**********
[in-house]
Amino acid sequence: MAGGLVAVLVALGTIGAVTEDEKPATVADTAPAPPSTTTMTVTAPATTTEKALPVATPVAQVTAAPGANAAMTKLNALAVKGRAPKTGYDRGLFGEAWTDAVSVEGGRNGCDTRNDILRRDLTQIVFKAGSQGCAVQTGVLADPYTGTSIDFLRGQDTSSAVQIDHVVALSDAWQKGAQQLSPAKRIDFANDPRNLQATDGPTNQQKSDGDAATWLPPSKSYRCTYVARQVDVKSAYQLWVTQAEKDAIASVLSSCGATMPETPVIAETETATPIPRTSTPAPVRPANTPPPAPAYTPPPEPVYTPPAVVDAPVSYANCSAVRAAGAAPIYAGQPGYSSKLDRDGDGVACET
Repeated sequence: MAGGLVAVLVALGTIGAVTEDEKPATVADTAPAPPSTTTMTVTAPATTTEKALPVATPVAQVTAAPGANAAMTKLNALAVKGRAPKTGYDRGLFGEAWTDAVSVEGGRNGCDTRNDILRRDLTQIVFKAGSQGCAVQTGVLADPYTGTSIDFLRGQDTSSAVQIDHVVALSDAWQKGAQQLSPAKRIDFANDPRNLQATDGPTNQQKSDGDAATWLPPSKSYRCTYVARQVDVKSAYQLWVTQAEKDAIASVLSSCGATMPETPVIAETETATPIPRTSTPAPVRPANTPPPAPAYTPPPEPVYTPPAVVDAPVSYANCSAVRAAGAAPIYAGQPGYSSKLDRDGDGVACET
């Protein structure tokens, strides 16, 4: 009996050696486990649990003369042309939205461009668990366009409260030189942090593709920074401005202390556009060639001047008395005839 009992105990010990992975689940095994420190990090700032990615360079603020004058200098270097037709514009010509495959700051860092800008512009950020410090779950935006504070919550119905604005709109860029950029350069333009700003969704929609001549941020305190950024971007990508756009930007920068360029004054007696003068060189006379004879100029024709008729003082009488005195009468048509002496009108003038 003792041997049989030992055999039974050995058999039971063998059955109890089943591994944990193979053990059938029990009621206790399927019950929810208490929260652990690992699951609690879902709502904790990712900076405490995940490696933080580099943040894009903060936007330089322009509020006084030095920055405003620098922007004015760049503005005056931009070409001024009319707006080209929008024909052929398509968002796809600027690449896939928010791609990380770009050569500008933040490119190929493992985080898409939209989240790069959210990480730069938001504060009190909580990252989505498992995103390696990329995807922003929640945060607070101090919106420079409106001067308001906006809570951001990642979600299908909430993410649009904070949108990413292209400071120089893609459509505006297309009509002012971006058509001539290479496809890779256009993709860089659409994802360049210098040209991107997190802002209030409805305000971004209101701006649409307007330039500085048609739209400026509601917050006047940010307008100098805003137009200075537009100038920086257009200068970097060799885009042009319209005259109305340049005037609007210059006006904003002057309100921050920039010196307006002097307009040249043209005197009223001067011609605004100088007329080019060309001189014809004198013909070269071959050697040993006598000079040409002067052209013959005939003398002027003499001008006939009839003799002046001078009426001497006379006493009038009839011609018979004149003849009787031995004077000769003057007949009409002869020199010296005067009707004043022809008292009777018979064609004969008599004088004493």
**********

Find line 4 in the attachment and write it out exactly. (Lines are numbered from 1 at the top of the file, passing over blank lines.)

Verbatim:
């Protein structure tokens, strides 16, 4: 009996050696486990649990003369042309939205461009668990366009409260030189942090593709920074401005202390556009060639001047008395005839 009992105990010990992975689940095994420190990090700032990615360079603020004058200098270097037709514009010509495959700051860092800008512009950020410090779950935006504070919550119905604005709109860029950029350069333009700003969704929609001549941020305190950024971007990508756009930007920068360029004054007696003068060189006379004879100029024709008729003082009488005195009468048509002496009108003038 003792041997049989030992055999039974050995058999039971063998059955109890089943591994944990193979053990059938029990009621206790399927019950929810208490929260652990690992699951609690879902709502904790990712900076405490995940490696933080580099943040894009903060936007330089322009509020006084030095920055405003620098922007004015760049503005005056931009070409001024009319707006080209929008024909052929398509968002796809600027690449896939928010791609990380770009050569500008933040490119190929493992985080898409939209989240790069959210990480730069938001504060009190909580990252989505498992995103390696990329995807922003929640945060607070101090919106420079409106001067308001906006809570951001990642979600299908909430993410649009904070949108990413292209400071120089893609459509505006297309009509002012971006058509001539290479496809890779256009993709860089659409994802360049210098040209991107997190802002209030409805305000971004209101701006649409307007330039500085048609739209400026509601917050006047940010307008100098805003137009200075537009100038920086257009200068970097060799885009042009319209005259109305340049005037609007210059006006904003002057309100921050920039010196307006002097307009040249043209005197009223001067011609605004100088007329080019060309001189014809004198013909070269071959050697040993006598000079040409002067052209013959005939003398002027003499001008006939009839003799002046001078009426001497006379006493009038009839011609018979004149003849009787031995004077000769003057007949009409002869020199010296005067009707004043022809008292009777018979064609004969008599004088004493």